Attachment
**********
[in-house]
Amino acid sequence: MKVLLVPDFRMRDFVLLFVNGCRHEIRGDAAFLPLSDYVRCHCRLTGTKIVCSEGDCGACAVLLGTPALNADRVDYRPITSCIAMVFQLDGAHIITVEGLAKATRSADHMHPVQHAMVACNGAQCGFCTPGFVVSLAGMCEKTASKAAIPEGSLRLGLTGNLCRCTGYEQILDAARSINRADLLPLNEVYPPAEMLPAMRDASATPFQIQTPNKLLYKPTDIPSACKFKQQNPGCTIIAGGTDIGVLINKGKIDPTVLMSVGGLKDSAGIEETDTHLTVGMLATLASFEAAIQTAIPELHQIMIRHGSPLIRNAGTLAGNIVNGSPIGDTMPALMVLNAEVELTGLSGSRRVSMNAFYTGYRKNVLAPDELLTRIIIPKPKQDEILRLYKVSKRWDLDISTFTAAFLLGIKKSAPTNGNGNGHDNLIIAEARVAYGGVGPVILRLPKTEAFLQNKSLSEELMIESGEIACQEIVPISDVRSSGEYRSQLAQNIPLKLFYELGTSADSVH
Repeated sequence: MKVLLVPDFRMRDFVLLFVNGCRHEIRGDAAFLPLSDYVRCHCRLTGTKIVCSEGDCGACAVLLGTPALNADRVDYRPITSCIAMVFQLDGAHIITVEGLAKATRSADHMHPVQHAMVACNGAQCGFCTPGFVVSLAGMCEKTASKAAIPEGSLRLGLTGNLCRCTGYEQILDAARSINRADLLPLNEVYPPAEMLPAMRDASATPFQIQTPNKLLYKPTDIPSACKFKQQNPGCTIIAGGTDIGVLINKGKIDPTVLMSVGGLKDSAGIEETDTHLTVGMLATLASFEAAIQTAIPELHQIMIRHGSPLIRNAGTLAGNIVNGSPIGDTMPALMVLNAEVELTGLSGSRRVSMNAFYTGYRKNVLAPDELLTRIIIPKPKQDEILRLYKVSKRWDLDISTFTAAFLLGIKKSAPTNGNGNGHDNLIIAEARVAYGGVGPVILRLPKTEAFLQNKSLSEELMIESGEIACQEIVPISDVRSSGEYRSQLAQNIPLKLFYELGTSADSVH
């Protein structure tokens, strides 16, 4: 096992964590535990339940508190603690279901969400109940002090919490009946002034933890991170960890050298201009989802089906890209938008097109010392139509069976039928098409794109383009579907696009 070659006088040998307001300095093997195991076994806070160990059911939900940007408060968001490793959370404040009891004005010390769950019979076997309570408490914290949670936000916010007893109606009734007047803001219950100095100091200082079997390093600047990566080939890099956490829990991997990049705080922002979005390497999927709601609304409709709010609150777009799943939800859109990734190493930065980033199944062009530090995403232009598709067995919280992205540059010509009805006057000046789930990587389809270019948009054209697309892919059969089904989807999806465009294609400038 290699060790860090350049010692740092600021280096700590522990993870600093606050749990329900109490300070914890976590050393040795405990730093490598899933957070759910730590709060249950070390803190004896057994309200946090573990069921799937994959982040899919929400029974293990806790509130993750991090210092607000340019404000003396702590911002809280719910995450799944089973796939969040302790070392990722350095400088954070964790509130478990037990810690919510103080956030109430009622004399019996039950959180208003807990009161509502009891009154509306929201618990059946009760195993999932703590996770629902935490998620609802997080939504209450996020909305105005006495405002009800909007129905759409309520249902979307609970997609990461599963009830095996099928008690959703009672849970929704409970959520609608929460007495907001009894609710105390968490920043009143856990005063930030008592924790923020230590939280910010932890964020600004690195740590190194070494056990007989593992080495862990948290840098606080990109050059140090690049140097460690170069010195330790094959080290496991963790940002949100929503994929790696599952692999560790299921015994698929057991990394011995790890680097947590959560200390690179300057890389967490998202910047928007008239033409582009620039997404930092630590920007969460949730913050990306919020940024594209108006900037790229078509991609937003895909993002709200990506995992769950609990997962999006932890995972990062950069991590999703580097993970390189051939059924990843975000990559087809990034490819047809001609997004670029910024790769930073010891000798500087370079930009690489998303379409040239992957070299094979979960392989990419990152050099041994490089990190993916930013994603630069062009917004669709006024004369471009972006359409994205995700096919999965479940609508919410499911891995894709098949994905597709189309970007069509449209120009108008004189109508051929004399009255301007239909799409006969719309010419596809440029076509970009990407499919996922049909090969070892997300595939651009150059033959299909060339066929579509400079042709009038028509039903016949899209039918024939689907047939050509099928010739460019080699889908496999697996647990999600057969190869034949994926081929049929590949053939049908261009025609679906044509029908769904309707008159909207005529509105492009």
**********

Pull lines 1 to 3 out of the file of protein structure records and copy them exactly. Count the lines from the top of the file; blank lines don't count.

[in-house]
Amino acid sequence: MKVLLVPDFRMRDFVLLFVNGCRHEIRGDAAFLPLSDYVRCHCRLTGTKIVCSEGDCGACAVLLGTPALNADRVDYRPITSCIAMVFQLDGAHIITVEGLAKATRSADHMHPVQHAMVACNGAQCGFCTPGFVVSLAGMCEKTASKAAIPEGSLRLGLTGNLCRCTGYEQILDAARSINRADLLPLNEVYPPAEMLPAMRDASATPFQIQTPNKLLYKPTDIPSACKFKQQNPGCTIIAGGTDIGVLINKGKIDPTVLMSVGGLKDSAGIEETDTHLTVGMLATLASFEAAIQTAIPELHQIMIRHGSPLIRNAGTLAGNIVNGSPIGDTMPALMVLNAEVELTGLSGSRRVSMNAFYTGYRKNVLAPDELLTRIIIPKPKQDEILRLYKVSKRWDLDISTFTAAFLLGIKKSAPTNGNGNGHDNLIIAEARVAYGGVGPVILRLPKTEAFLQNKSLSEELMIESGEIACQEIVPISDVRSSGEYRSQLAQNIPLKLFYELGTSADSVH
Repeated sequence: MKVLLVPDFRMRDFVLLFVNGCRHEIRGDAAFLPLSDYVRCHCRLTGTKIVCSEGDCGACAVLLGTPALNADRVDYRPITSCIAMVFQLDGAHIITVEGLAKATRSADHMHPVQHAMVACNGAQCGFCTPGFVVSLAGMCEKTASKAAIPEGSLRLGLTGNLCRCTGYEQILDAARSINRADLLPLNEVYPPAEMLPAMRDASATPFQIQTPNKLLYKPTDIPSACKFKQQNPGCTIIAGGTDIGVLINKGKIDPTVLMSVGGLKDSAGIEETDTHLTVGMLATLASFEAAIQTAIPELHQIMIRHGSPLIRNAGTLAGNIVNGSPIGDTMPALMVLNAEVELTGLSGSRRVSMNAFYTGYRKNVLAPDELLTRIIIPKPKQDEILRLYKVSKRWDLDISTFTAAFLLGIKKSAPTNGNGNGHDNLIIAEARVAYGGVGPVILRLPKTEAFLQNKSLSEELMIESGEIACQEIVPISDVRSSGEYRSQLAQNIPLKLFYELGTSADSVH